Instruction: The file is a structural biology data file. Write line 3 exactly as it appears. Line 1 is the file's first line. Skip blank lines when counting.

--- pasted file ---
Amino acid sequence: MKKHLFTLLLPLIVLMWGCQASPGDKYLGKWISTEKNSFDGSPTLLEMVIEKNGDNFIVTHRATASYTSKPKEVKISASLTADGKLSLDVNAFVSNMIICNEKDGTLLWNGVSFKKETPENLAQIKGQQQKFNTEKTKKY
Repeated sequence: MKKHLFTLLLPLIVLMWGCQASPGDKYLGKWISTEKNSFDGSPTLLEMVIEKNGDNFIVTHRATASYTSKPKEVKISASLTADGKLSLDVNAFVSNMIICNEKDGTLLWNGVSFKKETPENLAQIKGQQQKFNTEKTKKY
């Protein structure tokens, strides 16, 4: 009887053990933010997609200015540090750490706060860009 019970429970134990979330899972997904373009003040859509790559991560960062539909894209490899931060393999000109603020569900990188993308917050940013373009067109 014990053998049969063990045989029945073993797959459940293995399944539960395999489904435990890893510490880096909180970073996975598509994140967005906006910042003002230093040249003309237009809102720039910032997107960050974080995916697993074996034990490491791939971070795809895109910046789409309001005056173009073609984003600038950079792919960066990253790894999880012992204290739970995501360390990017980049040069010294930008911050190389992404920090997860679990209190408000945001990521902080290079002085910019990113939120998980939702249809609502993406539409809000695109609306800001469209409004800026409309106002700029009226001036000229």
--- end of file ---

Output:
């Protein structure tokens, strides 16, 4: 009887053990933010997609200015540090750490706060860009 019970429970134990979330899972997904373009003040859509790559991560960062539909894209490899931060393999000109603020569900990188993308917050940013373009067109 014990053998049969063990045989029945073993797959459940293995399944539960395999489904435990890893510490880096909180970073996975598509994140967005906006910042003002230093040249003309237009809102720039910032997107960050974080995916697993074996034990490491791939971070795809895109910046789409309001005056173009073609984003600038950079792919960066990253790894999880012992204290739970995501360390990017980049040069010294930008911050190389992404920090997860679990209190408000945001990521902080290079002085910019990113939120998980939702249809609502993406539409809000695109609306800001469209409004800026409309106002700029009226001036000229």